Today, please welcome author Mariam Kobras, who’s here celebrating today’s release of The Rosewood Guitar, the final book in her fantastic, award-winning Stone Series (published by Buddhapuss Ink)!
I met Mariam on Twitter, and love her writing. She writes lovely prose, with deeply emotional, well-developed plots and characters a reader cannot help but love. And so, with no further ado, here’s Mariam:
So I’m sitting here at my desk, on the eve of the release of The Rosewood Guitar, Jon’s Story, the last book in the Stone Series.
Laid out before me are the four books that have already been published by my very dear publisher, Buddhapuss Ink LLC. Next to them are the Independent Publisher Book Award medals the Stone Trilogy won, and the first prequel, Waiting for a Song. There are copies of royalty checks, tax statements, contracts and letters from my publisher, letters and messages from readers and fans…
…and I’m wondering: how did all this happen?
Being an author wasn’t a lifelong dream for me. Like nearly all teenagers, I dabbled in writing for a while, but, to be honest, I soon figured out that it wasn’t for me. There was real work involved, and I had enough of that to do for school. Remember, math and Latin? Yes. Those. Not my friends.
I got married at twenty-three while I was still at university, and our first son was born while my husband worked on his Ph.D. Suddenly, I was a housewife and mother. Writing got packed away into the deepest, darkest recesses of my imaginary closet.
Something changed one cold, drab morning late in 2009.
I remember waking up and staring out at the darkness and rain and feeling a spark of excitement that I hadn’t felt in a very long time. My fingers twitched in anticipation; my brain was in overdrive.
What had changed? A small thing, seemingly, but one that changed my entire life.
I’d finally come up with a setting for the story that had been haunting me for so long.
A setting! All those tiny pieces, a wild puzzle, all of it fell into place the moment I realized that I’d found the right setting for The Distant Shore!
My husband gave me a laptop for Christmas. I met my publisher on Twitter; we got along fabulously right from the start. Long before I was even thinking of submitting they requested the manuscript, I signed my first book deal early in 2011, and the rest, as they say, is history.
So here we are now: releasing my fifth book in the Stone Series, and, except for the upcoming Christmas special, Sound of Falling Snow, the last in the series.
The Rosewood Guitar is my favorite novel in the series. That doesn’t mean that I don’t love my other books–of course I do! I wrote them, after all.
But Rosewood is special. I think I relate to it so well because it’s about beginnings, about the decisions that change the life of young Jon Stone forever, which set him on the road to fame and fortune.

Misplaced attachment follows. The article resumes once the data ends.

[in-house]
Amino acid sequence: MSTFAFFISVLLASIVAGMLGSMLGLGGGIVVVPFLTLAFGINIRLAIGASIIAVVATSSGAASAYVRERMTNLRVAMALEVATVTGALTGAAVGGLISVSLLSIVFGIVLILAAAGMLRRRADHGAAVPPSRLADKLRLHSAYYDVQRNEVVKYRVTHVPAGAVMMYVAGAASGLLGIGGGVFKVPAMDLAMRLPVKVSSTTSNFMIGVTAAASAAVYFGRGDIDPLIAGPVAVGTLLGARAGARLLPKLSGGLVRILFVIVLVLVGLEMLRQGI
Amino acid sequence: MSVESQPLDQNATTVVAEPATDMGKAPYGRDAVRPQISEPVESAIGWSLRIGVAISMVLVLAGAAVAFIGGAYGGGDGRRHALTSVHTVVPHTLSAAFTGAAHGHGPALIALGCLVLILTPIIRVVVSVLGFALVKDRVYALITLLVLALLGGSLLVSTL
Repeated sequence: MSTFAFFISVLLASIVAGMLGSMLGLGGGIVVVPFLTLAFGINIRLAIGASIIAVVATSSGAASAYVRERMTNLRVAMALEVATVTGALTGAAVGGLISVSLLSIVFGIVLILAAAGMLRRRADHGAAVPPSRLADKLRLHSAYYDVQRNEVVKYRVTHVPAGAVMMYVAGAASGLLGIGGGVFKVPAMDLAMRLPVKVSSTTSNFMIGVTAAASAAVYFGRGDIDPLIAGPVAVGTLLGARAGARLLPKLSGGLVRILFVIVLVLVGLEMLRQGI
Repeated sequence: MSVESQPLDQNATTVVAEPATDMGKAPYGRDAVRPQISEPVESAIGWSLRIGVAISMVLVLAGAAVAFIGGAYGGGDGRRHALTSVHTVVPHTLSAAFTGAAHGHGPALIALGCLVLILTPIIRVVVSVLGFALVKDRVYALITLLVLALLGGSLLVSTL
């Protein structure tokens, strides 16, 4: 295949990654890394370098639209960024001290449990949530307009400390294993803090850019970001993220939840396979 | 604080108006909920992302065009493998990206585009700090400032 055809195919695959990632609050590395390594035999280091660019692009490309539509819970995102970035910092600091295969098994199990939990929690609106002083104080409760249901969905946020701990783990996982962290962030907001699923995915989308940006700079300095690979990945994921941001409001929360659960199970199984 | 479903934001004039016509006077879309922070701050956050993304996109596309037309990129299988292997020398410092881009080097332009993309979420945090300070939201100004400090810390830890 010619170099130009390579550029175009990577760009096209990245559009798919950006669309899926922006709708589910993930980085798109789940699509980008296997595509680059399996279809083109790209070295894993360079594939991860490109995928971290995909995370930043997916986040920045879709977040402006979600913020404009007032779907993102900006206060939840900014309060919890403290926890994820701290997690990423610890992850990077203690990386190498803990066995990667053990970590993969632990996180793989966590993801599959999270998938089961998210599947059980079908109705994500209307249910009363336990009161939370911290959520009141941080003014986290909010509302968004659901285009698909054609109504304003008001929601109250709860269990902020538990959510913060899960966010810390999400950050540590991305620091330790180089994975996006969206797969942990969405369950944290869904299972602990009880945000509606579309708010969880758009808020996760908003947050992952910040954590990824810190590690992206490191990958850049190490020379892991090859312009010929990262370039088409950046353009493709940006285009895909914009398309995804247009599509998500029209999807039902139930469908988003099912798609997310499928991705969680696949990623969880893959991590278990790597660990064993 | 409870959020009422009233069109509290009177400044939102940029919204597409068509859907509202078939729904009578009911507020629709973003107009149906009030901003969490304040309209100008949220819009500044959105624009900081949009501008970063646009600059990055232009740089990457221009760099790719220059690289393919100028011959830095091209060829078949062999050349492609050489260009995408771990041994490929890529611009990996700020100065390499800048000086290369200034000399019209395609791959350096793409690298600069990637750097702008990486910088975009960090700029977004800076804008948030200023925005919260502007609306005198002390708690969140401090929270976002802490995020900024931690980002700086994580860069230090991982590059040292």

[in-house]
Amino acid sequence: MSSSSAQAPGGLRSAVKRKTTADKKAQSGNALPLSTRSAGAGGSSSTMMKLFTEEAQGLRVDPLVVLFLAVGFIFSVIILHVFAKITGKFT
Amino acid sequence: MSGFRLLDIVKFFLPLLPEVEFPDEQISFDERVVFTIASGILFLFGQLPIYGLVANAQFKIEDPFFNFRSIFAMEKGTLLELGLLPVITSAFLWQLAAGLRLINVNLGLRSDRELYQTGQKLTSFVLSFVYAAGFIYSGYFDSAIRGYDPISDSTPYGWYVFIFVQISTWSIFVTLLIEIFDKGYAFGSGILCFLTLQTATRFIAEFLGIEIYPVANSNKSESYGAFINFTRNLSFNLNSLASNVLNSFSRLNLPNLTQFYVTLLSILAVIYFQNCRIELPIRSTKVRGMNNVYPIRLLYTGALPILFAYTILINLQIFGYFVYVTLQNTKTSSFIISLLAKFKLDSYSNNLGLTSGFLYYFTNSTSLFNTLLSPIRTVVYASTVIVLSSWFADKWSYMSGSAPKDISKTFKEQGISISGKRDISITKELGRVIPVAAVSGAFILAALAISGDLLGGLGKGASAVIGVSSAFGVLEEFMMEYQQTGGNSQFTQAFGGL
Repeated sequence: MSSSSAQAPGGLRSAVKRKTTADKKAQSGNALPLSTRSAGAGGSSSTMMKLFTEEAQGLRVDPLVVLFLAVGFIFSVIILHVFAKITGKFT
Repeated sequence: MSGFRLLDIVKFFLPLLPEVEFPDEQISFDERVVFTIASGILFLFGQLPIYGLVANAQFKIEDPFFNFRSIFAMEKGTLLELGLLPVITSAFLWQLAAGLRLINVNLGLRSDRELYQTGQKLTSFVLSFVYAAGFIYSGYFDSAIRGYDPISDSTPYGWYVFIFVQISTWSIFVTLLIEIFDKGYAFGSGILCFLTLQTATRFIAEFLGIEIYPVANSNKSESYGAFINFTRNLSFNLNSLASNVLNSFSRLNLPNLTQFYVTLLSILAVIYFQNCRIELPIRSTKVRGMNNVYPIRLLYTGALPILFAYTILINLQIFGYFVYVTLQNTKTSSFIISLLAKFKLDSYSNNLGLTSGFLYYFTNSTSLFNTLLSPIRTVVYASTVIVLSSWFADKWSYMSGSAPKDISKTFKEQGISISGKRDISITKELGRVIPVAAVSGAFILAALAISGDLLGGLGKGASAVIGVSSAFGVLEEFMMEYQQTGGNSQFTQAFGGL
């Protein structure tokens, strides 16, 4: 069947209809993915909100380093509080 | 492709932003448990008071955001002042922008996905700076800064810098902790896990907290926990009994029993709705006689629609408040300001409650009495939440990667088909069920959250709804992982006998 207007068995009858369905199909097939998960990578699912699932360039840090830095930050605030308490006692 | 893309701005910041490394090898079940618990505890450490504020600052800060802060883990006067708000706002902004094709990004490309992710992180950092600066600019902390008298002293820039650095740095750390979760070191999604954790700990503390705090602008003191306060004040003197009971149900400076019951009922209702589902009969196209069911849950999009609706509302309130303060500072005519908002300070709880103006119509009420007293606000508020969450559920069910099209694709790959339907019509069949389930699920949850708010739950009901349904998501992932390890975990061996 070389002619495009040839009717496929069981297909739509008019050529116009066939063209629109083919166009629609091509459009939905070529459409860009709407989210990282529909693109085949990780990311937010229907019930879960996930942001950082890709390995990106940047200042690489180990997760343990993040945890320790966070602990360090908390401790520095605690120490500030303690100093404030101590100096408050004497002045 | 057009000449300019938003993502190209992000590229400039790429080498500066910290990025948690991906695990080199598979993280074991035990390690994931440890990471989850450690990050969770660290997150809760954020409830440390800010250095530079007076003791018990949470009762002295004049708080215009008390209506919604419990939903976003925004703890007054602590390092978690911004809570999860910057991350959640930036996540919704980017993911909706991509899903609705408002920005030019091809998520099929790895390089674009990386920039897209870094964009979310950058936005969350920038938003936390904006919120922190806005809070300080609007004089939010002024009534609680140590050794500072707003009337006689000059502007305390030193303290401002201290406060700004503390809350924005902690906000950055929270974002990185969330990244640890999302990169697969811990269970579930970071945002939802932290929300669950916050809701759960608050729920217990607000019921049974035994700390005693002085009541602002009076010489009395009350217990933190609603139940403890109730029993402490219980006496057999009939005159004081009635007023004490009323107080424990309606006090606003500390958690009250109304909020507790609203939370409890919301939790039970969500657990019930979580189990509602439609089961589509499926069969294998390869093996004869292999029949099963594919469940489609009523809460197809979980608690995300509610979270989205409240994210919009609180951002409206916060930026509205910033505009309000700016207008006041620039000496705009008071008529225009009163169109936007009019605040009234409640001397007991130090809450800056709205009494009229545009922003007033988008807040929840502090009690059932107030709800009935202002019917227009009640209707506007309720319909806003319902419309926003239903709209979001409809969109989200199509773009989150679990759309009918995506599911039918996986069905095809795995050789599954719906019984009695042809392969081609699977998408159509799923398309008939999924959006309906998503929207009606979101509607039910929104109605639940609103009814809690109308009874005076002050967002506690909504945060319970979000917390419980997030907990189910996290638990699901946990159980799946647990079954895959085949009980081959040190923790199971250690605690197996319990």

It’s about loneliness, friendship, and creativity and believing in that creativity. There’s fame, and how that can change a person, and the price tag fame carries. It’s about what is left behind, and what is found and the question: Is it all worth it. And it’s about the magic of music, of poetry, and the melodies Jon hears all around him.
Rosewood Guitar is about a young man who sets out, leaving his home and family in New York City, to find success in Los Angeles. Jon Stone is one of those hungry young birds who gravitate toward Hollywood, with nothing in their pockets except a big dream and very little money. Most of them get lost, that’s a bitter truth. But not Jon Stone. He’s blessed with an extraordinary talent, and he has that golden luck that’s needed to make it.
But while he sails to fame and wealth he learns that fame is a harsh mistress, and that he’ll have to pay to keep her satisfied, and that the price might be steeper than he thought.
Let me get back to the writing thing for a moment. I know that readers love to hear how this writing thing (and the getting a book deal thing) works.
You’ll have realized by now that I don’t talk a lot about the “how”.
See, I don’t believe in talking about writing. I believe in writing. If you want to be a writer, don’t talk about it. Do it. There are no universal writing tips. What worked for me may be a catastrophe for you. What works for you might have me crossed-eyed in panic.
If there is one rule, then it’s this: BUTT IN CHAIR, WRITE! And have plenty of coffee ready.
Right then! It’s party time at Buddhapuss Ink LLC! Let’s break open the champagne!
Thank you, Mariam, for joining us today!
As a special treat, Mariam even put together a virtual author reading – so enjoy this excerpt from The Rosewood Guitar!
The Stone Series books are available online and at bookstores everywhere.